Upgrade to 8" Jointer

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Forum topic by Bsmith posted 08-30-2014 06:53 PM 2297 views 1 time favorited 20 replies Add to Favorites Watch
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330 posts in 3584 days

08-30-2014 06:53 PM

I’m thinking of getting rid of my 6” Jointer and 12” lunch box planner and replace it with an 8” jointer. Looked at the Grizzly’s with the spiral head. My only issue (besides money) is most of them are 220 and I only have 110 in the garage. Any recommendations for an 8” jointer running on 110? Thanks, Bryan

-- Bryan

20 replies so far

View firefighterontheside's profile


21268 posts in 2770 days

#1 posted 08-30-2014 07:06 PM

I have no idea, but it’s interesting that the 6” machines have either I or 1 1/2 hp, but the 8” goes up to 3 hp. Seems like 3 hp is overkill. You could probably put a 2 hp motor on the machine and be just as well powered as the 6”. Might me more cost effective to upgrade the garage electrical.

-- Bill M. "People change, walnut doesn't" by Gene.

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21268 posts in 2770 days

#2 posted 08-30-2014 07:11 PM

View Loren's profile


10784 posts in 4561 days

#3 posted 08-30-2014 07:59 PM

Putting in 220 is rather straightforward really
but I understand the reluctance to get into
electrical stuff. A neighbor who was an electrical
engineer showed me how to run 220 lines
and ever since I’ve become more and more
confident, getting into 3 phase machinery
and so forth.

There’s a thing called a duplex breaker. You
pull out 2 of your 110v breakers and put
2 duplex breakers in. To one side of each
you put your 110v wire back in and for the
other side of each you pull one leg for a 220v
line. It’s basically a 110v line doubled up
and sometimes you can use existing 110v
wiring, turning the white “neutral” wire into
a live wire. Do check the wire gauges though.

It may be the insert heads need more HP. I never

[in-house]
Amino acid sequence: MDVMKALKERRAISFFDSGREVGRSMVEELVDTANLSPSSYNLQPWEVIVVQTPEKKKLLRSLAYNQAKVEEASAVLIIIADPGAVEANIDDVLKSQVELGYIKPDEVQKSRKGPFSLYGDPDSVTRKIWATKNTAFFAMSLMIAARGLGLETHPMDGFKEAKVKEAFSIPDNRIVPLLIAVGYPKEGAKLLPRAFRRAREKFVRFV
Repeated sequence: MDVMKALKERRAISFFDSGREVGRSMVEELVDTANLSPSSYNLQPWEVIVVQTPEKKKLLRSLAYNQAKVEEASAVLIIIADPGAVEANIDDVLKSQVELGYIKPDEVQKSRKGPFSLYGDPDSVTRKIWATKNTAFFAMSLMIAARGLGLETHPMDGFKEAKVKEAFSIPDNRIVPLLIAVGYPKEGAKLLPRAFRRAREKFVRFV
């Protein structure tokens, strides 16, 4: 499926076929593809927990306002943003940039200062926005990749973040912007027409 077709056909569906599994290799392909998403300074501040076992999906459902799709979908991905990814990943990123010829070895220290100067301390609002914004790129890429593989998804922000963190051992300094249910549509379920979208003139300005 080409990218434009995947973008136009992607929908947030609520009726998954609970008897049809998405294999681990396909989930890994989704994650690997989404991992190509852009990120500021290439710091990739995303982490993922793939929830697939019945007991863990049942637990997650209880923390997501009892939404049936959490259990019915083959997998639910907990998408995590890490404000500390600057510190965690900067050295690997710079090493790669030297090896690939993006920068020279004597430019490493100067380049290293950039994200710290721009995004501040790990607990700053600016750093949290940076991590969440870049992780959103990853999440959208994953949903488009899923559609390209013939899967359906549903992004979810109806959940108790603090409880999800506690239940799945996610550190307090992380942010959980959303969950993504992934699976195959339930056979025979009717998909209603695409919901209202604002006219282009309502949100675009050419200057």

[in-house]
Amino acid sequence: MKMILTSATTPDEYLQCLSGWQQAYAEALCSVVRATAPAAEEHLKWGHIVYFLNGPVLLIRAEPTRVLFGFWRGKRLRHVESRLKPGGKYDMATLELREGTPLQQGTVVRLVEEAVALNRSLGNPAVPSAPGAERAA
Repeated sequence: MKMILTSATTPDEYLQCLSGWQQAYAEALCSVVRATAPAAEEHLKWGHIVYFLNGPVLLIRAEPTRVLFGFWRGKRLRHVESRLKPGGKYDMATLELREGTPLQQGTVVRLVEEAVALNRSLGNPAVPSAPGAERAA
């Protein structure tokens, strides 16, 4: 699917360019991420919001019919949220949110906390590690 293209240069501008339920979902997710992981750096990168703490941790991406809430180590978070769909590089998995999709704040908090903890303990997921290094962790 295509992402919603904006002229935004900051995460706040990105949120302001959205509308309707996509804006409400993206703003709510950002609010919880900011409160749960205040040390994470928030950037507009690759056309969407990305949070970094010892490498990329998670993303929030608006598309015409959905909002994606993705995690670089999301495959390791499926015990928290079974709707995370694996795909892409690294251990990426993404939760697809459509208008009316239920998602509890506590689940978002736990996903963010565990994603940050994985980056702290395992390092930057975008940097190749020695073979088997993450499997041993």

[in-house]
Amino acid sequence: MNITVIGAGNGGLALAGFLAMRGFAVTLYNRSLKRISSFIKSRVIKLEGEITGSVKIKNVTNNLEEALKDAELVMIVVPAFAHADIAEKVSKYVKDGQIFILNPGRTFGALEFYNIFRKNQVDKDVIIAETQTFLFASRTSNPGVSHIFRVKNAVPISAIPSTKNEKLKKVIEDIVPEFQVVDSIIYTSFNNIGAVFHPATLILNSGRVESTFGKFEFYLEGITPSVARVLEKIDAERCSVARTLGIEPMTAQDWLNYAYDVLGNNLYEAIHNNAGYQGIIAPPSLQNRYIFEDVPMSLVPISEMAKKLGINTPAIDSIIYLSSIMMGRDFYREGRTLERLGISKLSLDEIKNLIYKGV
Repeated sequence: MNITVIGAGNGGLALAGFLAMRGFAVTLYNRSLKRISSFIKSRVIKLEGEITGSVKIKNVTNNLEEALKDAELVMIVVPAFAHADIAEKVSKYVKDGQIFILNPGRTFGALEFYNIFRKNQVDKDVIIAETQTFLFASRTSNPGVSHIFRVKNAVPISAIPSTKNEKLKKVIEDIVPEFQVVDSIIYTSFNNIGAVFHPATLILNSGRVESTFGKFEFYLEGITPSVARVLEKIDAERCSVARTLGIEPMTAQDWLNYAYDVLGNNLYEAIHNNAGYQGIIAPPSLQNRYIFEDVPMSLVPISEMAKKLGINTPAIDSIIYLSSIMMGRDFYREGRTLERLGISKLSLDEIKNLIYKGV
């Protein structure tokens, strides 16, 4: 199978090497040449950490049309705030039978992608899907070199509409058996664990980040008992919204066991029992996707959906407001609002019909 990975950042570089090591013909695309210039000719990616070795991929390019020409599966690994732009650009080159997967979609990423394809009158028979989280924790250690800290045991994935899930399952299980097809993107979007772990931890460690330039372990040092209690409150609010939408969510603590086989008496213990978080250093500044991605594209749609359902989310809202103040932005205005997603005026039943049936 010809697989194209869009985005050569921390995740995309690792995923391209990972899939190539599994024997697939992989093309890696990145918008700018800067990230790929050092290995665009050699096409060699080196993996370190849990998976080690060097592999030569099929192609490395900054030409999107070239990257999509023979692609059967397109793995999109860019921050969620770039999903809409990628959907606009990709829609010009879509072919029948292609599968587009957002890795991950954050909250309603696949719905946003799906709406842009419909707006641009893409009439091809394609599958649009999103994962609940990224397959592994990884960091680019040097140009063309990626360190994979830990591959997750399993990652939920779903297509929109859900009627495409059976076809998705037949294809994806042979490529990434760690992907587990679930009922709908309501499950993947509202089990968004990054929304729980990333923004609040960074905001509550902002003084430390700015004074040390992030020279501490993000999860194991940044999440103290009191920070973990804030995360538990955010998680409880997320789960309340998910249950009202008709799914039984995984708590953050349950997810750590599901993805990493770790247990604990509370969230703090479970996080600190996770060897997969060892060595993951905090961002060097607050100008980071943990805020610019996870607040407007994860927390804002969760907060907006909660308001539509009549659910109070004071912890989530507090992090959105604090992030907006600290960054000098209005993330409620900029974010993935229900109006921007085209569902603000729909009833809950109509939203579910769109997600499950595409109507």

thought about it.

1.5hp motors can often be set up for either
voltage. If you look for a used 1.5hp jointer
chances are you can switch it over. It’s
a simple thing to do with a diagram on the
motor plate usually.

View Minorhero's profile


373 posts in 3518 days

#4 posted 08-30-2014 08:27 PM

I hope you are not planing on not owning a planer. You cannot reliably face joint 2 sides of a board on a jointer without making a trapezoid.

View CharlesA's profile


3458 posts in 2711 days

#5 posted 08-30-2014 08:43 PM

I’m in a similar position re: 220. Sometimes when you get the big machines that will run on 220v or 110v, the 110v configuration requires 30 amp feed.

-- "Man is the only animal which devours his own, for I can apply no milder term to the general prey of the rich on the poor." ~Thomas Jefferson

View Manitario's profile


2816 posts in 3796 days

#6 posted 08-30-2014 08:48 PM

I could live without my jointer; it’s easy enough to joint boards by hand, but planing by hand….no thanks!
If you’re going to put the $$ in for a new jointer, why not upgrade to 240V too?

-- Sometimes the creative process requires foul language. -- Charles Neil

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3458 posts in 2711 days

#7 posted 08-30-2014 08:52 PM

I agree with Manitario—thickness planer is indispensable. Bigger jointer doesn’t replace that function.

-- "Man is the only animal which devours his own, for I can apply no milder term to the general prey of the rich on the poor." ~Thomas Jefferson

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Rick Dennington

7041 posts in 4108 days

#8 posted 08-30-2014 10:34 PM

I sold my 6” jointer to my neighbor about 3 years ago, in hopes of upgrading to an 8”....Well, that hasn’t happened yet, I’m still w/o one, and haven’t really missed needing it….The one that Bill M. posted was the one I’m after, but I’m afraid to buy one since they are no longer made here…..I guess those days are gone….I’ve got a couple of straight line blades that put a smooooth edge on the boards, or I’ll use pocket holes, if necessary….